3251 South Miami Avenue
Miami, FL 33129
401 Biscayne Boulevard, R-106
Miami, FL 33132
Leisure Access Services
275 NW 2nd Street
Miami, FL 33128
http://www.co.miami-dade.fl.us/parks/home.htm (General info)
http://www.co.miami-dade.fl.us/parks/baccess.htm (Info on beach wheelchairs)
Marilyn Murray Willison has worked as a journalist on both sides of the Atlantic Ocean. Former health and fitness editor of the Los Angeles Times Syndicate, she also spent five years in London covering celebrities and members of the royal family. The author of four books, Willison has been a wheelchair user since 1990 and is a regular contributor to WeMedia Magazine.
Easy as ABC (and D)
Pre-trip preparation is the key to vacation success
By Adam Lloyd
Before you take to the skies (or roads, rails or seas), it's important to make sure that you're speaking the same language -- in terms of accessibility -- as the people at your destination. Making a few phone calls to airlines, for example, and hotels before departure can help pave the way to a blissful vacation rather than one spent lamenting a lack of foresight.
Start out by listing the features you'll need while away from home. When making reservations, explain your situation in detail. If you tell an airline representative that you are blind, don't assume that he'll expect you to be traveling with a guide dog. Be specific.
Before You Go
It is a good idea to have an itinerary, or at least a list of attractions that you would like to visit during your travels. Contact each of the establishments a month or so before departure to inquire about access and the availability of programs for people with disabilities. Be persistent. It may take multiple calls to get the information you're looking for, but the time and effort you put in up front will pay off during your travels. Vacation time is too precious to waste dealing with problems that could have been avoided.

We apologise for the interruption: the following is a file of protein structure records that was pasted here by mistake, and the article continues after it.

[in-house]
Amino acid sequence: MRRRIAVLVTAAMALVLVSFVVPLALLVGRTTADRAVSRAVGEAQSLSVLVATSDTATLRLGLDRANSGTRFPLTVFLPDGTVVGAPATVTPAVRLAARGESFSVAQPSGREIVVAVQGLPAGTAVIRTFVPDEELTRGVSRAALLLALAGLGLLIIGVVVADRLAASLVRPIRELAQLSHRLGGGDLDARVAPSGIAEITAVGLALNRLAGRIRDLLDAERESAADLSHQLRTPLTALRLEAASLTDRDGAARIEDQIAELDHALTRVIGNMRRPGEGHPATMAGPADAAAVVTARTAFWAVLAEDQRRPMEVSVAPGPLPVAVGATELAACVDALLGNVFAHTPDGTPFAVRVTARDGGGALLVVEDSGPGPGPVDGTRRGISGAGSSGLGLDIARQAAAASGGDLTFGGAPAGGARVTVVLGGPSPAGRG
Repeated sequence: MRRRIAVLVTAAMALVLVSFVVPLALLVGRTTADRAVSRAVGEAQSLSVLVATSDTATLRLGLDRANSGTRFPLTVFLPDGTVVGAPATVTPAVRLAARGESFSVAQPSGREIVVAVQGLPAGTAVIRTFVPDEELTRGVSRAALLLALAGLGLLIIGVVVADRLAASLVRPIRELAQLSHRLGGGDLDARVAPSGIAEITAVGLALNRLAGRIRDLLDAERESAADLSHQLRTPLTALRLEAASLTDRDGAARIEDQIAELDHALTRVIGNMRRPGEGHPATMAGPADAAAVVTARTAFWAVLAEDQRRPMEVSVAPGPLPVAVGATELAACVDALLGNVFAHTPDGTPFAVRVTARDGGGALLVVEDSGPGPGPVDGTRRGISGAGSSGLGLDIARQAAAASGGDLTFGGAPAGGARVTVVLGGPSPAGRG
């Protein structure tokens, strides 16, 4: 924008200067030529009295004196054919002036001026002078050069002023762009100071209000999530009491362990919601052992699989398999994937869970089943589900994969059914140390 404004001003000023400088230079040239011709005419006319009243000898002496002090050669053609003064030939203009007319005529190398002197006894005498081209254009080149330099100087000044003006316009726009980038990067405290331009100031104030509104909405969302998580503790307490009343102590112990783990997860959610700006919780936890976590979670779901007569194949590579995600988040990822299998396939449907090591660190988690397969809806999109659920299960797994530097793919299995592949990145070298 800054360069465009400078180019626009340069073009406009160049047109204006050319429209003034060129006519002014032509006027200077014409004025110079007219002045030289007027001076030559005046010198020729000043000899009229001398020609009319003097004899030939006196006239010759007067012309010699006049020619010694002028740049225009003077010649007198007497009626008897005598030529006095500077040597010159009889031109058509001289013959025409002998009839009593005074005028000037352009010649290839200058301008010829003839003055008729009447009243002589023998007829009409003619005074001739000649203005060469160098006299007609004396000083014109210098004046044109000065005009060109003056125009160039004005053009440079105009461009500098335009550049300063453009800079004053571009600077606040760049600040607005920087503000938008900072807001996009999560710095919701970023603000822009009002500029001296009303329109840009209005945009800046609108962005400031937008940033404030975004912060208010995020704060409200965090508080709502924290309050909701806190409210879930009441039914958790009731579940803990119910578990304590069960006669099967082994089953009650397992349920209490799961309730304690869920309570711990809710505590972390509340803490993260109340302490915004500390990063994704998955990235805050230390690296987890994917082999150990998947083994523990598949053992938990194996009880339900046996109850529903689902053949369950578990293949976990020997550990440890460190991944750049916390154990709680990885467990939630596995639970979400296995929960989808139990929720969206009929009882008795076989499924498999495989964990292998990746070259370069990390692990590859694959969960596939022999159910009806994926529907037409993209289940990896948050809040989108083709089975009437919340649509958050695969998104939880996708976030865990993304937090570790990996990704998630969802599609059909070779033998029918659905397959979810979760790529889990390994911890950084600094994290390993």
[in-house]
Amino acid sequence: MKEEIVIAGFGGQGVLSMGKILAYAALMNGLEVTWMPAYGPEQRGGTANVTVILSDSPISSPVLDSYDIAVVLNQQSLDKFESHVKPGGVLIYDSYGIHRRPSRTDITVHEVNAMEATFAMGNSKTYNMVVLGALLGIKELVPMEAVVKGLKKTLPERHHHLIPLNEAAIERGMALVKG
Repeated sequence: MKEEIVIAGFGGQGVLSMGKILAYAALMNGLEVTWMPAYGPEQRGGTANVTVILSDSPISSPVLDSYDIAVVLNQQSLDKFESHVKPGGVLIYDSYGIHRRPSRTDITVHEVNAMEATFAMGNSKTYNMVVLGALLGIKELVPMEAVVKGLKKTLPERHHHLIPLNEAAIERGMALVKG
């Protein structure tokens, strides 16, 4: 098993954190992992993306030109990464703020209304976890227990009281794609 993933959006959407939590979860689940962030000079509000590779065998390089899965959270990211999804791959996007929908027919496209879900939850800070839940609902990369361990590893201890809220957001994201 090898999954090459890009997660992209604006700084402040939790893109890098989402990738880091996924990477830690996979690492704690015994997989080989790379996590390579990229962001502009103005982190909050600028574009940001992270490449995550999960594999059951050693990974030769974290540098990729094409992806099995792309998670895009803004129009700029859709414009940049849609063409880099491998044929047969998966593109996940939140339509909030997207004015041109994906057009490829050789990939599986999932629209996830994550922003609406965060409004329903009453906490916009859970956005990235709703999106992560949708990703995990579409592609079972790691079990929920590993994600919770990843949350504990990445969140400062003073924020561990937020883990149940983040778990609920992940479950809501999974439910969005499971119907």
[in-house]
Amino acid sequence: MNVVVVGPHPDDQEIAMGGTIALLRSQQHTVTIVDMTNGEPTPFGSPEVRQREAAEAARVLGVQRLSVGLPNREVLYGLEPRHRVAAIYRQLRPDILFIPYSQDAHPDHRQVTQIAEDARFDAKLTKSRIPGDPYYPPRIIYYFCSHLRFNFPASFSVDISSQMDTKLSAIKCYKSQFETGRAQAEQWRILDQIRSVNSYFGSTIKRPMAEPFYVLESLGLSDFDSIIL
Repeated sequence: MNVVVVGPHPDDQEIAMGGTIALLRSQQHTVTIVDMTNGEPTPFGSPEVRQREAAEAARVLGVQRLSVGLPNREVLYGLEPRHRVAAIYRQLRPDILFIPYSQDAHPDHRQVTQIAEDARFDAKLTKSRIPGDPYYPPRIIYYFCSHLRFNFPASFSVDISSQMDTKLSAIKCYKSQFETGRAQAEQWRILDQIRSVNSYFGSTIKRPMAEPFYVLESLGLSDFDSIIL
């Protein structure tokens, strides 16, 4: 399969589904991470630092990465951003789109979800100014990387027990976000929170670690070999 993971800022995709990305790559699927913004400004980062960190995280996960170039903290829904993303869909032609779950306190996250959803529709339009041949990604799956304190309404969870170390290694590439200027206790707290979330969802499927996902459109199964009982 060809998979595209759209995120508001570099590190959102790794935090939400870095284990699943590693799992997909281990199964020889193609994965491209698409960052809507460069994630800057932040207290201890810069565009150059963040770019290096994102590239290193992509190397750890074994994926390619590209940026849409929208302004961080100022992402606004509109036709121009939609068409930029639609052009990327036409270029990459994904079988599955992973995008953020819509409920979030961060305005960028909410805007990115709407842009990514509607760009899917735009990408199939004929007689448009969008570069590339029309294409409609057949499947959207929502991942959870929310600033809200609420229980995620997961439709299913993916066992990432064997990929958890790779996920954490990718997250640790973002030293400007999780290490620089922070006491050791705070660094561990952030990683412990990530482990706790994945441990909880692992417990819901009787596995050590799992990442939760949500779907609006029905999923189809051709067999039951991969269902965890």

Call in Advance
Compile a personal list of accessibility questions so you wont need to reinvent the wheel with each call. Here are some to consider:
Get an early start! It's a good way to beat traffic and to take advantage of priority boarding.
Travel directly to your destination whenever possible. Changing planes, trains or buses can be a real hassle, especially if you are late for your connection because of a delay.
If problems do arise, alert travel personnel immediately. Each airline is required to have a complaints resolution officer at every U.S. airport.
Anchors aweigh! Bon voyage! Come back with some great snapshots!